Gavin Houghton's brief for the drawing room of a London art dealer was simple: do whatever you like, so long as it's elegant and shows touches of wit.

Gavin Houghton - designer's room

After what he describes as a ‘typical creative zigzag’ career working on both magazines and for the late, great interior designer David Collins, Gavin Houghton launched his own practice in 2008. He’s known for a quintessential English layered style with bundles of character and charm.

Having worked for this client, an art dealer, before, he was given near free rein to decorate the drawing room of her stucco-fronted house in west London with the only proviso being that it was elegant with touches of wit.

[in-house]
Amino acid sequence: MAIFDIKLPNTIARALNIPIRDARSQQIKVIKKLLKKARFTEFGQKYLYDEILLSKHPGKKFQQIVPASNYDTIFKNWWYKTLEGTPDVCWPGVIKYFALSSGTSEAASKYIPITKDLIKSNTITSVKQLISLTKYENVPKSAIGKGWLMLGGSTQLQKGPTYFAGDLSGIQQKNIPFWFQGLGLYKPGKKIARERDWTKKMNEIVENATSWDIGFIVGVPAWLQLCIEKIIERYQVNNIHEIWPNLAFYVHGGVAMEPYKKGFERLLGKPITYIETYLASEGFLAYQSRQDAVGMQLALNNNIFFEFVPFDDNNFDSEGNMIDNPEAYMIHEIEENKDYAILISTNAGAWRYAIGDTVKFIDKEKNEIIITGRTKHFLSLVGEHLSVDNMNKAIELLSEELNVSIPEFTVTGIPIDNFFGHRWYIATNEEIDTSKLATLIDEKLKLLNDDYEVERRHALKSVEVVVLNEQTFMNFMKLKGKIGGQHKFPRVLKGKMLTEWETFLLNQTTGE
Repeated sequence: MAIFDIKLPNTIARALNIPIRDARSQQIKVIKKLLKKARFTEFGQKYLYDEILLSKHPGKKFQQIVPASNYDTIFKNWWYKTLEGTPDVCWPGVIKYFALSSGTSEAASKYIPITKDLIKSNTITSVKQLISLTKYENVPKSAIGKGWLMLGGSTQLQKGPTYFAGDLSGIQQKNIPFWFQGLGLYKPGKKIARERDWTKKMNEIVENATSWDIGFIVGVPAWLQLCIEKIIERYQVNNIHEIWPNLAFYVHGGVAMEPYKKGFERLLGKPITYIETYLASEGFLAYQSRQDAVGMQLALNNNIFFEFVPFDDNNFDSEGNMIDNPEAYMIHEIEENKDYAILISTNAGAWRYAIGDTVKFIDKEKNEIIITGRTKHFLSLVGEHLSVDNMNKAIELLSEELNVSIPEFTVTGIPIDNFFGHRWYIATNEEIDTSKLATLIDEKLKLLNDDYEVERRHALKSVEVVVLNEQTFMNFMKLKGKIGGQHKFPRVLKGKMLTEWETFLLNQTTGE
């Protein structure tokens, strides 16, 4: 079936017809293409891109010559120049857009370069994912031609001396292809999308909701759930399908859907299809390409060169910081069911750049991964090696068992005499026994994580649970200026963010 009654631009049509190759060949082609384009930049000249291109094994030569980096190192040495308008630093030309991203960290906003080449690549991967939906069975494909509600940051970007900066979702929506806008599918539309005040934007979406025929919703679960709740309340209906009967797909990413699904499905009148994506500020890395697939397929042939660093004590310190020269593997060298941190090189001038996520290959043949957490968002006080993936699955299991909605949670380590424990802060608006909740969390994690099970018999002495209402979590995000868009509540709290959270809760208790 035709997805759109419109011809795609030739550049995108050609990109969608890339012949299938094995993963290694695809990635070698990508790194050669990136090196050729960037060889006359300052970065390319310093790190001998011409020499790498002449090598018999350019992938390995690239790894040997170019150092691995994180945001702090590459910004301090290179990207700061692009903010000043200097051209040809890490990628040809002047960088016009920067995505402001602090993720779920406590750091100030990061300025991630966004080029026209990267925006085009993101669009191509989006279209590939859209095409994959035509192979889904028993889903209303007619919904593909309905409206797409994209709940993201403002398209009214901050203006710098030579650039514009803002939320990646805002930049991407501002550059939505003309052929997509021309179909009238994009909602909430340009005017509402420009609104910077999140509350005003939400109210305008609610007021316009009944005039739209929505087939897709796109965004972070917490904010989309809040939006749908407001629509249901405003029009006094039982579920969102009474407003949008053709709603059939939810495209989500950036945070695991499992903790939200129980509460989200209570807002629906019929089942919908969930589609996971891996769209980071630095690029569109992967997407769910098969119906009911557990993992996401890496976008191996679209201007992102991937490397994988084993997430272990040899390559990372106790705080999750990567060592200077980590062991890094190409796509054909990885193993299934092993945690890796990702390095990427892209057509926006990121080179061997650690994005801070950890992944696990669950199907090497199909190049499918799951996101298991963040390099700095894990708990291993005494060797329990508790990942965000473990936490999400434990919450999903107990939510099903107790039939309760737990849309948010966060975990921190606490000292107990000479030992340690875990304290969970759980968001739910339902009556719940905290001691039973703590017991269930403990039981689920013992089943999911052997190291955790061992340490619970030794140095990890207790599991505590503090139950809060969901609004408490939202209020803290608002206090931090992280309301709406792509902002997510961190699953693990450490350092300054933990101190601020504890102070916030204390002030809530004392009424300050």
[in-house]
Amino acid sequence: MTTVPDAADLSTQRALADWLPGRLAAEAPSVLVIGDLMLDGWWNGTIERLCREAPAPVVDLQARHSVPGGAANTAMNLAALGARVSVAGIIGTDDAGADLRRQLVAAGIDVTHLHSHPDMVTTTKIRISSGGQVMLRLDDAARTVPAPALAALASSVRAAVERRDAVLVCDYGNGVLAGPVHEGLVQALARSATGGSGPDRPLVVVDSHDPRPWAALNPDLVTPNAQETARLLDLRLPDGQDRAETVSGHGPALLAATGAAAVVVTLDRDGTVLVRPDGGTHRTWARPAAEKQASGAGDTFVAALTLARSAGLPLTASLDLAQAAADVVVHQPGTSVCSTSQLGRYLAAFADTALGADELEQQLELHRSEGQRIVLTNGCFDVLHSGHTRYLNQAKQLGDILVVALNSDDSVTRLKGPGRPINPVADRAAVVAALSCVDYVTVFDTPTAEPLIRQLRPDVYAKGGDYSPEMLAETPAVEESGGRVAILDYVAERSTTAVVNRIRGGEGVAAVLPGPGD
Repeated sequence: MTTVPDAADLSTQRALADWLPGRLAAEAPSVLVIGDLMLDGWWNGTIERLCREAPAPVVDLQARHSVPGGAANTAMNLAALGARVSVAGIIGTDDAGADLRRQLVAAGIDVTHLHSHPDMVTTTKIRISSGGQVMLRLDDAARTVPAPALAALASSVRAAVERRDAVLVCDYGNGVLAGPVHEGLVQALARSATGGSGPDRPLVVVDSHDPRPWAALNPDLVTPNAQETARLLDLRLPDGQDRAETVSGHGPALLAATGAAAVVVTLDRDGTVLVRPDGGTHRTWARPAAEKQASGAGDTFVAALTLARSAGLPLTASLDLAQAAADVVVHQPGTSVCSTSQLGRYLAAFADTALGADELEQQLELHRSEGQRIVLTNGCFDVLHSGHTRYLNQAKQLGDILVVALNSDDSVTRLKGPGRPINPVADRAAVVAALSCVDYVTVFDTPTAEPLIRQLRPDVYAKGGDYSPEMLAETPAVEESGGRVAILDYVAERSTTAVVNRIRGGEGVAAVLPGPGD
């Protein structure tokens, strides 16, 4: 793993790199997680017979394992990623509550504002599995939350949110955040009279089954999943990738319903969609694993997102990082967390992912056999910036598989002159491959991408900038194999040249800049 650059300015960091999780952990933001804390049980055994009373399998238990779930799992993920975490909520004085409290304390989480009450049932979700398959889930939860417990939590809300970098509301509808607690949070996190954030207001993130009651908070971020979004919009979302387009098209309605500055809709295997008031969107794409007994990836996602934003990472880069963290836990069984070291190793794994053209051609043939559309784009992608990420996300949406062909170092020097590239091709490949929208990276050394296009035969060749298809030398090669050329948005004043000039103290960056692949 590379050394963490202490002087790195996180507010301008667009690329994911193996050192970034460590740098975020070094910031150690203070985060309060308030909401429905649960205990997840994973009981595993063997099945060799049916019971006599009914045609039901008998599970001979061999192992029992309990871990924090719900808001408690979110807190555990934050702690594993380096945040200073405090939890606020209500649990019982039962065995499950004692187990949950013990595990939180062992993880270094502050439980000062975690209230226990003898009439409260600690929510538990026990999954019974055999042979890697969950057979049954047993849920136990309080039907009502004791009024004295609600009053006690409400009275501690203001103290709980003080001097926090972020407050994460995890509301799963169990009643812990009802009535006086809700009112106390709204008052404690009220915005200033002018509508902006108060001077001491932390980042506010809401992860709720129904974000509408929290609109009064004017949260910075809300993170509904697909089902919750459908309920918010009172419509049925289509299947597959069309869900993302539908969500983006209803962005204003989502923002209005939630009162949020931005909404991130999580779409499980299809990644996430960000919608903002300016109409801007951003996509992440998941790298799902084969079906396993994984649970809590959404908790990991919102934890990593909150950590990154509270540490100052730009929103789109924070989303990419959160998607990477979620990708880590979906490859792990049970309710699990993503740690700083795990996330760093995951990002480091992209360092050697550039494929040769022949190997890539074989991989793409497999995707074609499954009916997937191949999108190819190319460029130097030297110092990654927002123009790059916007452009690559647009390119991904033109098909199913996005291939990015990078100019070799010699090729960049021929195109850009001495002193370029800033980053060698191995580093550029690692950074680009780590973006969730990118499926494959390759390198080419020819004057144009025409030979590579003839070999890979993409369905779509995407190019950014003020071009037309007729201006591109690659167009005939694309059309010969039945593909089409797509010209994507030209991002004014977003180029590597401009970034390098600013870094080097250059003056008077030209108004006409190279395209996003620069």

The starting point was the large painting on the back wall, with its strong, Mediterranean colours.

‘I used a plain silk wallpaper by de Gournay,’ he explains.

‘When it comes to good art, flat paint just doesn’t cut the mustard. Silk sets off the paintings and gives depth to the walls.’

A favourite cotton chintz by Robert Kime was chosen for the curtains. ‘It has a 1950s-era, prom-dress vibe about it, and is neither grand nor granny-like.

‘They’re also great colours — grey is unusual for a chintz.’

The pink determined the colour of the armchairs from George Smith. On the floor is a kilim by Robert Stephenson.

To set a more Modernist contrast, Giacometti-style table lamps stand on the side tables and the brass is continued in the chandelier and wall sconce, which are all by Vaughan.

See more of Gavin’s work at the Gavin Houghton Interior Design website, www.gavinhoughton.co.uk